Viewers have been watching young singles vie for love on The Bachelor and its spinoffs for two decades now. Over the years loyal fans have picked up on some strategic moves the contestants can enact in order to better their chances on the season — things like say you’re there for the right reasons and avoid the drama (or, sometimes, cause the drama). It would seem that the better prepared you are for Bachelor Nation, the more successful you’ll be on the show, right? Not necessarily. Ahead of The Bachelorette Season 19, host Jesse Palmer talked to CinemaBlend about how contestants sometimes get themselves into trouble.
The Bachelorette featuring both Gabby Windey and Rachel Recchia as the leads premieres July 11, and Jesse Palmer has taken over as host of the spinoff after making his debut on Clayton Echard’s season of The Bachelor. In his short time behind the scenes of the popular reality dating show, he said that sometimes contestants make assumptions about how the season is going to go, and that’s when preparations can backfire. Speaking to CinemaBlend’s Sean O’Connell, Palmer said:
Jesse Palmer admitted that a lot has changed since he was the Season 5 Bachelor in 2004. Social media didn’t exist on the level it does now, where fans have such a big window into the mechanics of the show. Social media has also raised the stakes for contestants, who, regardless of their success on the show, often go on to become influencers. However, as the first-time Bachelorette host warned, we’ve definitely seen some cast members shoot themselves in the foot with their pre-show prep.
On Michelle Young’s season of The Bachelorette, Ryan Fox was handed an early exit when co-hosts Kaitlyn Bristowe and Tayshia Adams found an actual playbook amongst his belongings. The book (which Fox said was written by a friend, not by him) included a list former contestants to emulate, key phrases used often on the show and other tips about how to act.
Bachelor in Paradise also got in on the drama when Brendan Morais and Pieper James were busted for forming a relationship before the show but still going to Paradise to boost their Instagram followers. Morais took the brunt of the backlash, as he manipulated other players in order to stay in Mexico long enough for James to arrive.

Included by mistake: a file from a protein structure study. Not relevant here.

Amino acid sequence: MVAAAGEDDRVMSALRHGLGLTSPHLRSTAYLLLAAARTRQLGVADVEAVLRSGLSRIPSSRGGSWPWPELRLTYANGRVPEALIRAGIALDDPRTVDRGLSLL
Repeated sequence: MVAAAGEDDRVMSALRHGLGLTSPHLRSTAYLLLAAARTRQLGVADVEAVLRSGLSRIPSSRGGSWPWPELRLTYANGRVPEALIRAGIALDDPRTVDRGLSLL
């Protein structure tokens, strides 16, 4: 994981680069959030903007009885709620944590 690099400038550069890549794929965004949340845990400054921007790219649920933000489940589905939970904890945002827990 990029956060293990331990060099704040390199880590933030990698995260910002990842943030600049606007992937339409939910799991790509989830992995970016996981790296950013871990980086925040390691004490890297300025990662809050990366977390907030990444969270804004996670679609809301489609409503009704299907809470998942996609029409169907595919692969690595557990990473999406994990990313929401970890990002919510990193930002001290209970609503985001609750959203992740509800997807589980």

The Bachelorette Season 19, however, might be a different ballgame. For the first time in franchise history, the show will feature two leads for the entirety of the season, and with promises that the women aren’t going to have to compete with each other for love, it’s likely that The Bachelorette had to make some major changes to the game, including filming part of the season on a cruise ship.
We don’t have long to wait now to see how Gabby Windey and Rachel Recchia fare — and to find out if anyone from their season suffers from too much pre-gaming. The Bachelorette premieres at 8 p.m. ET Monday, July 11, on ABC. Be sure to check out our 2022 TV Schedule to see what other premieres are coming soon.
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Heidi Venable is a Content Producer for CinemaBlend, a mom of two and a hard-core '90s kid. She started freelancing for CinemaBlend in 2020 and officially came on board in 2021. Her job entails writing news stories and TV reactions from some of her favorite prime-time shows like Grey's Anatomy and The Bachelor. She graduated from Louisiana Tech University with a degree in Journalism and worked in the newspaper industry for almost two decades in multiple roles including Sports Editor, Page Designer and Online Editor. Unprovoked, will quote Friends in any situation. Thrives on New Orleans Saints football, The West Wing and taco trucks.